Iran now enriching uranium at 5%, claims it can go up to 60%

Enrichment up from 3.67% limit established in 2015 deal; Tehran doubles down on claim that security check last week exposed a UN inspector’s tie to possible sabotage of the program

By AFP and TOI staff Today, 3:57 pm

In this photo released by the Atomic Energy Organization of Iran, spokesman of the organization Behrouz Kamalvandi, center, briefs the media while visiting Fordo nuclear site near Qom, south of Tehran, Iran, Nov. 9, 2019 (Atomic Energy Organization of Iran via AP)

Iran said on Saturday that it is now enriching uranium to five percent and has a capacity for up to 60 percent, after a series of steps back from its commitments under the 2015 nuclear accord with major powers.

Tehran also slammed Israeli Prime Minister Benjamin Netanyahu, saying it was his “biggest lie” that Iran seeks nuclear weapons.

Atomic Energy Organization of Iran spokesman Behrouz Kamalvandi said at a press conference in Tehran that the organization has “the capacity to produce 5%, 20%, and 60%, and has this capacity,” adding that currently “the need is for 5%.”


Kamalvandi also said “Netanyahu’s biggest lie is that Iran is after nuclear weapons. Iran does not need nuclear weapons given the power balance in the region,” according to the Fars news agency.

“Of course, Iran enjoys nuclear capability and technology and there is no doubt about that. But these allegations by the Zionist regime are aimed at concealing its own ugly face,” he added. Israel has a stance of ambiguity — neither confirming nor denying the existence of nuclear weapon capabilities.

The 2015 deal set a 3.67% limit for uranium enrichment but Iran announced it would no longer respect it after Washington unilaterally abandoned the agreement last year and reimposed crippling sanctions.

“Based on our needs and what we have been ordered, we are currently producing five percent,” Kamalvandi said.

In this photo released by the Atomic Energy Organization of Iran on November 6, 2019, a forklift carries a cylinder containing uranium hexafluoride gas for the purpose of injecting the gas into centrifuges in Iran’s Fordo nuclear facility. (Atomic Energy Organization of Iran via AP)

Uranium enrichment is the sensitive process that produces fuel for nuclear power plants but also, in highly extended form, the fissile core for a warhead.

The current five percent level exceeds the limit set by the accord but is less than the 20% Iran had previously operated and far less than the 90% level required for a warhead. However, once Iran reaches 20% purity it is a relatively short technical jump to reach 90% enrichment.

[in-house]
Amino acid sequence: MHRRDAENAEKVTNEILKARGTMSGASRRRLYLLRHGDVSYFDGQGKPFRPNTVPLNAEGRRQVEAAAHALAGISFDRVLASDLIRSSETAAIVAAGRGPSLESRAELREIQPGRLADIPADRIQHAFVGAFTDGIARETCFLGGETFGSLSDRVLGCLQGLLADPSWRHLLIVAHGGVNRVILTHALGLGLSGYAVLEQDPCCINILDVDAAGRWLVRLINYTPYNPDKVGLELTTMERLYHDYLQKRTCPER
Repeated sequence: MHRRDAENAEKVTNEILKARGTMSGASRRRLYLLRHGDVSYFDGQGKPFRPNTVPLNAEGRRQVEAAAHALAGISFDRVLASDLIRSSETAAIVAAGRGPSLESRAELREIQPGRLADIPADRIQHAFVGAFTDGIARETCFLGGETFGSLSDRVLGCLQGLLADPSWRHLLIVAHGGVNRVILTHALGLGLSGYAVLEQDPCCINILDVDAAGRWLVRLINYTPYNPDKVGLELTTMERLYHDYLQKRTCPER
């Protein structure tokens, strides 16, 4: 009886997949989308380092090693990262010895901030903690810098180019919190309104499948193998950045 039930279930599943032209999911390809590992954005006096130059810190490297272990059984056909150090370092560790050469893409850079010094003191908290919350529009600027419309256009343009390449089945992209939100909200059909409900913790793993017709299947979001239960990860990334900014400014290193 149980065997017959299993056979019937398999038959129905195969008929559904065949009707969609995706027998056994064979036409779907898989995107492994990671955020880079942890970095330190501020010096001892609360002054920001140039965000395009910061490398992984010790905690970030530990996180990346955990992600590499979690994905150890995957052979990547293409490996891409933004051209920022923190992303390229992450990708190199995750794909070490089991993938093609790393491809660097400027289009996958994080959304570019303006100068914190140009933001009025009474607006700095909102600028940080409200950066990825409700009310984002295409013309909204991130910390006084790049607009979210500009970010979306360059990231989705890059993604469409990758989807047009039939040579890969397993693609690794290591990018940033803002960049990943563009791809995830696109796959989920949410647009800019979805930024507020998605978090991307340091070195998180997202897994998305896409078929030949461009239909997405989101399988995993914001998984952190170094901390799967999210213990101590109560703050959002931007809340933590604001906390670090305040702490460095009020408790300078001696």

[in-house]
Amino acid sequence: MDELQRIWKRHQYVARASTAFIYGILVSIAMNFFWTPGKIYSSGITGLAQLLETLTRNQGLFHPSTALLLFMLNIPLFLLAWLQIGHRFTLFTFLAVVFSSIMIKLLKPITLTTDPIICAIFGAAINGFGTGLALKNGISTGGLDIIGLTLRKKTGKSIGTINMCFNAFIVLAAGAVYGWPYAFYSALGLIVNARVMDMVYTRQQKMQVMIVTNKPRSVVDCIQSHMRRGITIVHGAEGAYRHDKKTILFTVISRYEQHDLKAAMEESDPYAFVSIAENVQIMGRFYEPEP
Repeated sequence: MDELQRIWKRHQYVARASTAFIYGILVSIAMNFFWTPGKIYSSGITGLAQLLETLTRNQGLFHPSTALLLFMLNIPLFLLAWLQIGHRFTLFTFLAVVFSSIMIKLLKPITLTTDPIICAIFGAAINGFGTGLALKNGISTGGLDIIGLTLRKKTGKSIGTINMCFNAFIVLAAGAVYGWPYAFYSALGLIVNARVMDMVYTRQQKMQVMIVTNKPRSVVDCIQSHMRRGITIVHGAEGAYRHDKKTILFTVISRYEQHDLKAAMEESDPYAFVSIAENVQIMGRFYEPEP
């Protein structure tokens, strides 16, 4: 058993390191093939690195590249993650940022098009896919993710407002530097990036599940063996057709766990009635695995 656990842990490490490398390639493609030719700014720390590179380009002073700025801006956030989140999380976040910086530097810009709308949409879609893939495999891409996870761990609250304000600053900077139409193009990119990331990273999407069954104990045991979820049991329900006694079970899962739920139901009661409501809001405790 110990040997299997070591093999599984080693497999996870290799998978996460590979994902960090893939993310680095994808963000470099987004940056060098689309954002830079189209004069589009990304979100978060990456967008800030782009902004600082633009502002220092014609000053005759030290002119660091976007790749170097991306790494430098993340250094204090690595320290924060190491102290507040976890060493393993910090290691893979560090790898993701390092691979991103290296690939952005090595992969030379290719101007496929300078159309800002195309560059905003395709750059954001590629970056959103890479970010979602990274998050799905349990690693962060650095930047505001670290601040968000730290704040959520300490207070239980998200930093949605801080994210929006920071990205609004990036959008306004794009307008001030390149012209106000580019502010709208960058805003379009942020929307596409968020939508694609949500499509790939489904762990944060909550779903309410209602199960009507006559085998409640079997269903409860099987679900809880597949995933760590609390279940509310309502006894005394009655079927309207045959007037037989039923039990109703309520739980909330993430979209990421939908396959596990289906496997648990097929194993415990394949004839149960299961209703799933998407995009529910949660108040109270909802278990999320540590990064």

In its fourth step away from the agreement, Iran resumed enrichment at the Fordo plant south of Tehran on Thursday, with engineers feeding uranium hexafluoride gas (UF6) into the plant’s mothballed enrichment centrifuges.

Iran was already enriching uranium at another plant in Natanz.

Tehran emphasizes the measures it has taken are swiftly reversible if the remaining parties to the deal — Britain, China, France, Germany and Russia — find a way to get around US sanctions.

On July 1, Iran said it had increased its stockpile of enriched uranium to beyond a 300-kilogram (661 lb) maximum set by the deal, and a week later, it announced it had exceeded the enrichment cap.

The third move had it firing up advanced centrifuges on September 7 to enrich uranium faster and to higher levels.

Kamalvandi also said Saturday Iran is prepared, if necessary, to release footage of an incident with a UN nuclear inspector last week that led to it canceling her accreditation.

Kamalvandi said that a check at the entrance gate to the Natanz uranium enrichment plant “triggered the alarm multiple times, showing [the inspector] was either contaminated with certain materials or had them on her.”

Iran’s nuclear enrichment facility in Natanz, 300 kilometers (186 miles) south of capital Tehran, Iran, April, 9, 2007. (Hasan Sarbakhshian/ AP/File)

He did not specify what the materials were or whether they had actually been found in her possession.

Kamalvandi said that Iran’s report on the incident to the International Atomic Energy Agency had convinced everyone but “the US, the Zionist regime and some Persian Gulf countries.”

“We’ve announced that, if needed, we will even present the footage of this,” he told a news conference, noting that Iran’s “bitter experiences” of nuclear sabotage had led to the strict system of checks.

Iran has accused its arch-foes Israel and the United States of mounting a long campaign of sabotage involving the assassination of Iranian engineers and cyber attacks on key facilities.

The IAEA said Thursday that the inspector was briefly prevented from leaving the country, adding that her treatment was “not acceptable.”

Iran’s ambassador to the agency, Kazem Gharib Abadi, denied the inspector was ever detained, saying she was allowed to leave even though an investigation was still ongoing.

US Secretary of State Mike Pompeo accused Iran of “an outrageous and unwarranted act of intimidation,” while the European Union voiced “deep concern” over the incident.

Under a 2015 deal between Iran and major powers that has been undermined by Washington’s withdrawal last year, its nuclear facilities are subject to continuous monitoring by the IAEA.

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